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Purple Rain – Dying without a Will in Colorado

July 28, 2016

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Purple Rain – Dying without a Will in Colorado

July 28, 2016

 

With the recent death of Prince, the general public has been inundated with articles and news stories from the media claiming that Prince died without a Will.  Although it is wise

 

to have a Will in place prior to your death, there are other ways to transfer your assets to your beneficiaries upon your death.  A brief background may be helpful in understanding how your assets pass from you to your desired beneficiaries.  A Will only controls assets that are in your sole name with no designated beneficiary.  For instance, if you own real property with another individual in joint tenancy with rights of survivorship, upon your death, your interest in the real property will automatically pass to the surviving joint tenant.  If, for example, you have a life insurance policy which names designated beneficiaries, the proceeds will be payable directly to the designated beneficiaries upon your death.  Upon your death, assets that are in your sole name with no designated beneficiary must be administered in a Probate Court proceeding and are distributed pursuant to the terms of your Will[1].  These assets are regularly called “probate” assets.  In the event you do not have a Will, you are deemed to have died intestate (without a Will) and your probate assets will be distributed pursuant the Colorado intestacy statutes (C.R.S. § 15-11-101, et seq.).  The following are a few scenarios and the results under the Colorado intestacy statutes:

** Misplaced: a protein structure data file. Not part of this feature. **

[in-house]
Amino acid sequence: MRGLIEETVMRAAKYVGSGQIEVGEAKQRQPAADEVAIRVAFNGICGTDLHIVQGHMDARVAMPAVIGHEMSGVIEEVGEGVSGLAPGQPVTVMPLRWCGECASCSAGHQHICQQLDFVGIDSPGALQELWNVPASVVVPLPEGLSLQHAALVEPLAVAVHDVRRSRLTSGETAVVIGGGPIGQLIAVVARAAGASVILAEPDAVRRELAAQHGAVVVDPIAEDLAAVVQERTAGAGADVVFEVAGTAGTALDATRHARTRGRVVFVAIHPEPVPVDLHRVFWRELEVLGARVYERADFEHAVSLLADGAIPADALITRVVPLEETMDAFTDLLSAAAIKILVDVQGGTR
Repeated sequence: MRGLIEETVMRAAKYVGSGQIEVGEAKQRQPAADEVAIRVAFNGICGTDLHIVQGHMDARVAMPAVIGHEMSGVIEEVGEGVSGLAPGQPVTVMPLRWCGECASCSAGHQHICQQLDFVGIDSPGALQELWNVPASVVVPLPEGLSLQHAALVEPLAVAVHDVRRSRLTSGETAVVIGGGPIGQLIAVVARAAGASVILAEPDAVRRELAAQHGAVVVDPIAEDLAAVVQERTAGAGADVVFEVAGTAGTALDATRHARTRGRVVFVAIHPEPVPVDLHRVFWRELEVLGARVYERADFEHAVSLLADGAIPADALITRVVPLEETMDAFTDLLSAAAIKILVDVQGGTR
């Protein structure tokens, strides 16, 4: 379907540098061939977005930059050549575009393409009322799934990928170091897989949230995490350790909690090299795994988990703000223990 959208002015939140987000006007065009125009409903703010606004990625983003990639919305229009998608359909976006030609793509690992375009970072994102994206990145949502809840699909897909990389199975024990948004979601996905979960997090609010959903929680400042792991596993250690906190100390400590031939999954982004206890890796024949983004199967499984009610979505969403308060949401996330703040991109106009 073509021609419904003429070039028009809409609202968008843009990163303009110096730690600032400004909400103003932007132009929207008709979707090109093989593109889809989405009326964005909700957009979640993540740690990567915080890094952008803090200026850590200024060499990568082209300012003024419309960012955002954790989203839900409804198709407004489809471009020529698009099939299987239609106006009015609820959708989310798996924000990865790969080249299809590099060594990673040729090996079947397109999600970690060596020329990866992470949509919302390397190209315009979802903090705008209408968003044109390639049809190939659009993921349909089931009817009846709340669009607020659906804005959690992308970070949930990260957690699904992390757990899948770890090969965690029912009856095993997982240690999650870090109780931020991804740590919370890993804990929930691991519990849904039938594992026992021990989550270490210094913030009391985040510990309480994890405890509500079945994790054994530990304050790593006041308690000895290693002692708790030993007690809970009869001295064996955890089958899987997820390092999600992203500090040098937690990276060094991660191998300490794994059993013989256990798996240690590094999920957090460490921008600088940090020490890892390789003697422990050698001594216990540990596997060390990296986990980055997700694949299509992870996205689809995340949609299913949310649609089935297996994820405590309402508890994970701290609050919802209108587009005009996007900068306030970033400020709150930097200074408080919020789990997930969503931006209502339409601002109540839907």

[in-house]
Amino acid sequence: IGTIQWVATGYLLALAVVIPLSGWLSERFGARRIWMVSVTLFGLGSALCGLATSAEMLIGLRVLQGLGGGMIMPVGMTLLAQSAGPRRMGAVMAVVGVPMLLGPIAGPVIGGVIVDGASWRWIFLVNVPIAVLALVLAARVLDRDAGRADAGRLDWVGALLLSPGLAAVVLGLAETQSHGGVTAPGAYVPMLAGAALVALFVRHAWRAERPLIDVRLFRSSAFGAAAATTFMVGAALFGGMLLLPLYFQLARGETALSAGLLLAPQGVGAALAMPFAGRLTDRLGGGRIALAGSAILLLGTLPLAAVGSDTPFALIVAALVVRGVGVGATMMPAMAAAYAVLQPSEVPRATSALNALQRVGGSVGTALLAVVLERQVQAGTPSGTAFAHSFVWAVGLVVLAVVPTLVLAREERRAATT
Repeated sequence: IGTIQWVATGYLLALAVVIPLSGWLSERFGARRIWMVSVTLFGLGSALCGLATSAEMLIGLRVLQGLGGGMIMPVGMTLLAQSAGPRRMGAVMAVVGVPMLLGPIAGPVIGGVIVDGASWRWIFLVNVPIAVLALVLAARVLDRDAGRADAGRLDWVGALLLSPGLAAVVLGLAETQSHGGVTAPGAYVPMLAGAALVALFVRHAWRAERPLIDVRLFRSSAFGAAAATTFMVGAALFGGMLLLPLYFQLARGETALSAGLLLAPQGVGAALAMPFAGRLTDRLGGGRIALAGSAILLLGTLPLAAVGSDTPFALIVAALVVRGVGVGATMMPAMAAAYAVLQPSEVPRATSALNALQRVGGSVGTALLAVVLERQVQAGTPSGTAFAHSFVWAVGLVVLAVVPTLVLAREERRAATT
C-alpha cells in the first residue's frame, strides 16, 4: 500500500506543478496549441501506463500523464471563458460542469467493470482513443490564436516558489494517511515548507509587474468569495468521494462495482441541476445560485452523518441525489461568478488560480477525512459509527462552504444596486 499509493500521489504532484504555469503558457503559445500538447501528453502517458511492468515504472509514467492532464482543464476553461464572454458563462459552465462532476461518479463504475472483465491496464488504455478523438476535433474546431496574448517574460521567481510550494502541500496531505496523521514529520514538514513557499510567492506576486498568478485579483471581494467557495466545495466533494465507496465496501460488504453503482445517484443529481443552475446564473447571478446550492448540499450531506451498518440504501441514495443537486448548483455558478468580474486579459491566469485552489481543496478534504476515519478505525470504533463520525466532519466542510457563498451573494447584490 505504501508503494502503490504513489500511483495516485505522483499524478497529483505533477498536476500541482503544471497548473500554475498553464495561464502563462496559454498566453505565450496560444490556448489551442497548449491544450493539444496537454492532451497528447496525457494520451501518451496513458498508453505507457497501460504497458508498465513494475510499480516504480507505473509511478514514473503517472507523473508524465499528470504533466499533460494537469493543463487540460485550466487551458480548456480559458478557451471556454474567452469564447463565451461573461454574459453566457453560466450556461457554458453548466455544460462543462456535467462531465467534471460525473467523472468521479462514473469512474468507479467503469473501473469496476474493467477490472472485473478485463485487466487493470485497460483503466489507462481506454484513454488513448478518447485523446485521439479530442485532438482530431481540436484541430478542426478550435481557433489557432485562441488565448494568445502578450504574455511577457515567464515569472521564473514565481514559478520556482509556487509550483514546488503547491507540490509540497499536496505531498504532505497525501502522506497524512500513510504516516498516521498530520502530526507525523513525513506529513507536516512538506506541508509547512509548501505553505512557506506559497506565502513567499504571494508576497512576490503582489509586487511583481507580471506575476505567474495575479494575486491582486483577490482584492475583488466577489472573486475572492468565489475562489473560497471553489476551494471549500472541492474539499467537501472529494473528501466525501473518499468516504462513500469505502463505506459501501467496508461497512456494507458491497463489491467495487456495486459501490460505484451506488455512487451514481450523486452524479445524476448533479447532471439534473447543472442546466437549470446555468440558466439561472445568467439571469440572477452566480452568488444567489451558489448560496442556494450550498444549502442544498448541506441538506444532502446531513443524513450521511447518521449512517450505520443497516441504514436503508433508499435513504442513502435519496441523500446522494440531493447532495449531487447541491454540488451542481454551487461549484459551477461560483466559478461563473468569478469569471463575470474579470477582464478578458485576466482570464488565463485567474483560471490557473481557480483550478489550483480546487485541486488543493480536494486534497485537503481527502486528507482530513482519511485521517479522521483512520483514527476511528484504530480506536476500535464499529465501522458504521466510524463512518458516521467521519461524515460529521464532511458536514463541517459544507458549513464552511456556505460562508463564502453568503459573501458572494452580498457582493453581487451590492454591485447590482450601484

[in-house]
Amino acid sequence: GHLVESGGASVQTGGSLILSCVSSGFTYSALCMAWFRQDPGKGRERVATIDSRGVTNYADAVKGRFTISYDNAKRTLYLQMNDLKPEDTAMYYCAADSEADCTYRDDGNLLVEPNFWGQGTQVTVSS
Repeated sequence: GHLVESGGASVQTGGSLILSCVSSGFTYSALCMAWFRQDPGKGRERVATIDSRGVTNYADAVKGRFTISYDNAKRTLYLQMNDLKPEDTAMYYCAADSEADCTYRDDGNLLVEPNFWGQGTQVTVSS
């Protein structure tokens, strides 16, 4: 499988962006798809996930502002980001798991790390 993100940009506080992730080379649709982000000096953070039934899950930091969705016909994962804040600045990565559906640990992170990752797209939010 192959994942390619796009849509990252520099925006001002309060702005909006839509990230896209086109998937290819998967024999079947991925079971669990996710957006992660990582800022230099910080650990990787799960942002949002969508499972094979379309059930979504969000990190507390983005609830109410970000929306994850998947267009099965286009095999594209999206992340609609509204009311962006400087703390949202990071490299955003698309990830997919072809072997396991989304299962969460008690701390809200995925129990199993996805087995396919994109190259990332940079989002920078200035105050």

Fact Pattern 1

Bob is married to Jane. 

•They do not have any children together but Bob has one child from a previous union, Billy. 

•Upon Bob’s death, he has $600,000 in assets in his sole name with no designated beneficiary.

•Bob has no Will.

•Pursuant to C.R.S. § 15-11-102, Jane would be entitled to $375,000.

•Pursuant to C.R.S. § 15-11-103, Billy would be entitled to $225,000.

[1] There are instances when a Probate Court proceeding is not needed based on the type of assets and value of same.  However, this is outside the scope of this discussion. 

 

Fact Pattern 2

 

•Bob is married to Jane. 

•They do not have any children.

•Bob’s dad passed away years before Bob did but Bob’s mom, Alice, is alive.

•Upon Bob’s death, he has $600,000 in assets in his sole name with no designated beneficiary.

•Bob has no Will.

•Pursuant to C.R.S. § 15-11-102, Jane would be entitled to $525,000.

•Pursuant to C.R.S. § 15-11-103, Alice would be entitled to $75,000.

 

Fact Pattern 3

 

•Bob is not married.

•Bob does not have any children (and he doesn’t have any descendants).

•Bob’s parents are both deceased (and all of his ancestors are deceased).

•Bob has 3 siblings:  Mary, Michael and Max

•Bob has no Will.

•Pursuant to C.R.S. § 15-11-103, Mary would be entitled to $200,000.

•Pursuant to C.R.S. § 15-11-103, Michael would be entitled to $200,000.

•Pursuant to C.R.S. § 15-11-103, Max would be entitled to $200,000.

 

1 There are instances when a Probate Court proceeding is not needed based on the type of assets and value of same.  However, this is outside the scope of this discussion

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